Philippines - ReliefWeb News
Source: Thomson Reuters Foundation - Mon, 10 Feb 2014 12:07 PM
Author: Thin Lei Win
TACLOBAN (Thomson Reuters Foundation) - Three months after Typhoon Haiyan devastated central Philippines, land ownership regulations and a lack of equipment are hampering the clearance of millions of fallen coconut trees before they rot and become insect-infested.
Source: Thomson Reuters Foundation - Mon, 10 Feb 2014 02:39 PM
Author: Thin Lei Win
BASEY, Philippines (Thomson Reuters Foundation) - Lilia Fonteres had been coughing for a long time, even before Typhoon Haiyan destroyed her ramshackle home on the coast in a village in central Philippines. The cough worsened after the storm, as her family of four rebuilt their house from pieces of debris and tarpaulin.
President and CEO will visit Feb. 10-11
FOR IMMEDIATE RELEASE
Richmond, Va. – Feb. 10, 2014 – Three months after Typhoon Haiyan ripped through the Philippines a majority of schools have reopened in typhoon-damaged areas but many students are forced to take classes in shifts due to a lack of fully-functional classrooms.
As schools and communities in the Philippines continue to rebuild following Typhoon Haiyan, ChildFund remains on the ground meeting people’s basic needs while ensuring the protection of children and families.
ChildFund was the first organization to establish Child-Centered Spaces after the typhoon. At the centers trained professionals provide psychosocial support to children through structured play activities to help them overcome the trauma of the typhoon’s destruction, the loss of loved ones and homes, and the stress of living in evacuation centers.
More than 6,000 people died and nearly 1,800 people remain missing as a result of Typhoon Haiyan. More than 1.1 million homes were damaged.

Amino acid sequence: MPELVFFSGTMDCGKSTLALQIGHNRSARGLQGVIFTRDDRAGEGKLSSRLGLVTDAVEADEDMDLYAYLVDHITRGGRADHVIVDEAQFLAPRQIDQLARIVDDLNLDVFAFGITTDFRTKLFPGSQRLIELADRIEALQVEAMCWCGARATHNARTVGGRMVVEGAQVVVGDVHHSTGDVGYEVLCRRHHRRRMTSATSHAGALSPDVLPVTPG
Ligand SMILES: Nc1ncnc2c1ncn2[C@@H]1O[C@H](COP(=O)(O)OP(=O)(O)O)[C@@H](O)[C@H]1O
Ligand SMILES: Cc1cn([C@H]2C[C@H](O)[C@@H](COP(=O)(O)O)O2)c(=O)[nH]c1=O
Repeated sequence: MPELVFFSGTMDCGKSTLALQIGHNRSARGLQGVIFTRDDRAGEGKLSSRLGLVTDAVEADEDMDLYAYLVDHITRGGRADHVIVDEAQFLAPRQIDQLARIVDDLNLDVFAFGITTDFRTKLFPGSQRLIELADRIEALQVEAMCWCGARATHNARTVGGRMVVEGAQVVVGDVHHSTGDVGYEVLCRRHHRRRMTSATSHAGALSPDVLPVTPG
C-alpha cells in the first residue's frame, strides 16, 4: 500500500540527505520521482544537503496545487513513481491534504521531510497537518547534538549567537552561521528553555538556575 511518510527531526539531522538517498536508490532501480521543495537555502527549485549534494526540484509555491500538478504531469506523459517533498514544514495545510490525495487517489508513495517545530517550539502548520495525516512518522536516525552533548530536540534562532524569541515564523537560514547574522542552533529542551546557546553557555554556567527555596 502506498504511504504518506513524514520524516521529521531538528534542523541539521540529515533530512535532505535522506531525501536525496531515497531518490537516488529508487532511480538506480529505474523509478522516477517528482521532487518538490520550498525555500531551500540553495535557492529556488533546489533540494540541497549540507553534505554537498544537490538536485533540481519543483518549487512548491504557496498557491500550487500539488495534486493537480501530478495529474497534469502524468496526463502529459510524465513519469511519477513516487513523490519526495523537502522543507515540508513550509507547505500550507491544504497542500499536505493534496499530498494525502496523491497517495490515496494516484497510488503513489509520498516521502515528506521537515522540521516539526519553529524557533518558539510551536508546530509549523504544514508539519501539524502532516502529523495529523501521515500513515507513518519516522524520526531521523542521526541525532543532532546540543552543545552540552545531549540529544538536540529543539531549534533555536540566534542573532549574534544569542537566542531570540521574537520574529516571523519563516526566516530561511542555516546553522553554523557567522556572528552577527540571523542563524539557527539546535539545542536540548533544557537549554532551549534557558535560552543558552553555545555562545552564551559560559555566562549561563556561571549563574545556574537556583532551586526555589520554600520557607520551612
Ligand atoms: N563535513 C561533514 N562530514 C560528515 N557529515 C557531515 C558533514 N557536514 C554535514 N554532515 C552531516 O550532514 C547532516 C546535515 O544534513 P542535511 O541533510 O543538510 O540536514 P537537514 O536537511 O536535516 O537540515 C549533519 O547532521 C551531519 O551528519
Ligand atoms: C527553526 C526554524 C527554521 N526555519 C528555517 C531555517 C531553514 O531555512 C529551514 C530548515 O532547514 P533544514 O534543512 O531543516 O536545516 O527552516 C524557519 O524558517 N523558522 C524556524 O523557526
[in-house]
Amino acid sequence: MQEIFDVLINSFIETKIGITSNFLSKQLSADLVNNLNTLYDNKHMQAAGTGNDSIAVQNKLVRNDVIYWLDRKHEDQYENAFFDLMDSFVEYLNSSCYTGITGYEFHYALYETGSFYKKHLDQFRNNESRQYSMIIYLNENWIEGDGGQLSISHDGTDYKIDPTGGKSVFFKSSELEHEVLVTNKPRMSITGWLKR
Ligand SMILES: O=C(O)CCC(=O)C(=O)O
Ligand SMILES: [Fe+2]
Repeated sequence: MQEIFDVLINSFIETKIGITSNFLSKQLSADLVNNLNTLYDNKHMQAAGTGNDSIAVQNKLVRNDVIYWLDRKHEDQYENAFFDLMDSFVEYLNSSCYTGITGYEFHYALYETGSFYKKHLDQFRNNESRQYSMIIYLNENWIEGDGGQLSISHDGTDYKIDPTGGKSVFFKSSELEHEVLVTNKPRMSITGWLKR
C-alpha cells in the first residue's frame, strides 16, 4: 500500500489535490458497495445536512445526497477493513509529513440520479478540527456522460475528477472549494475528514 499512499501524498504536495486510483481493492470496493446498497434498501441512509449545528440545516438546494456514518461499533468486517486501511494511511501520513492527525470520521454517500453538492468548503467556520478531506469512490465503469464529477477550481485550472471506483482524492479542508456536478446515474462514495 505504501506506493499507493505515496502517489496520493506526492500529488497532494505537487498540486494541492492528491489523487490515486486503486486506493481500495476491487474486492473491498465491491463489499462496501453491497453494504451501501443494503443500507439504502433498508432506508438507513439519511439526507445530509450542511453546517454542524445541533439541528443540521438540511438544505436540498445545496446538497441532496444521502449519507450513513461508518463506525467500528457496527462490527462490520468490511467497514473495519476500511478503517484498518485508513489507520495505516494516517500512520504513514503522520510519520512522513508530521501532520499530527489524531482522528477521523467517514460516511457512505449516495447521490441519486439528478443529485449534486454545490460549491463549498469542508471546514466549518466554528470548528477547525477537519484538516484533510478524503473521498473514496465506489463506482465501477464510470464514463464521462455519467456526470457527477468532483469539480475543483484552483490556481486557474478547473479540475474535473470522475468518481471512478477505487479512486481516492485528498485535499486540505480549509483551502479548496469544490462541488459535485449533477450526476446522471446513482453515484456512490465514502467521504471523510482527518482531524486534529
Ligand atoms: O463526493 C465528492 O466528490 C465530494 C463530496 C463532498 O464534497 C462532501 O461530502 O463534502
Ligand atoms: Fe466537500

ChildFund, which has been in the Philippines since 1954 and whose contributions to the relief efforts have been recognized by the government, is providing support in the provinces of Capiz, Northern Cebu and Leyte, including hard hit Tacloban. “The typhoon will have a long-term effect on Philippines communities, especially children,” said Katherine Manik, country director for ChildFund Philippines. “Without classrooms that are fully operational, the Child-Centered Spaces provide a safe place for children. They are particularly important since many schools are not completely operational due to damaged infrastructure.” ChildFund President and CEO Anne Lynam Goddard will visit affected communities Feb. 10-11 to assess damage and see how ChildFund is rebuilding people’s lives.
ChildFund is committed to rebuilding lives in impacted communities and raising funds to help the people of the Philippines get back on their feet. Beyond the urgent aid ChildFund is providing now, there continues to be a great need for livelihood restoration, shelter, child protection and maternal and child health care.
For more information and to help, please visit http://www.childfund.org/emergency.
Because so many farmers lost their crops and family income when Typhoon Haiyan hit the Philippines last November, Catholic Relief Services is working with farmers to help them start over again, sometimes planting new varieties of crops. From Catholic News Service, posted on the Catholic Courier:
TANAUAN, Philippines (CNS) — Typhoon Haiyan left little that Donabel Castillon could recognize of the land she farms with her family. The coconut trees were tall matchsticks with few, if any, branches left. Her small vegetable and rice fields were flooded out and the crops were ripped away….
Three months later, Castillon was refocusing her small farming operation near Tanauan in eastern Leyte to grow watermelons, squash and beans in a cooperative effort with nearby farmers. The project will help put plenty of food on the table and provide extra produce to take to market and provide her family with much-needed financial income.
Under a program developed by Catholic Relief Services to protect the farm livelihoods of people severely affected by Haiyan, Castillon is planning to expand the amount of vegetables she grows for at least several years.
“What we lost from coconut farming is huge,” Castillon said through a translator. “The vegetable project of CRS will help us in the short term.”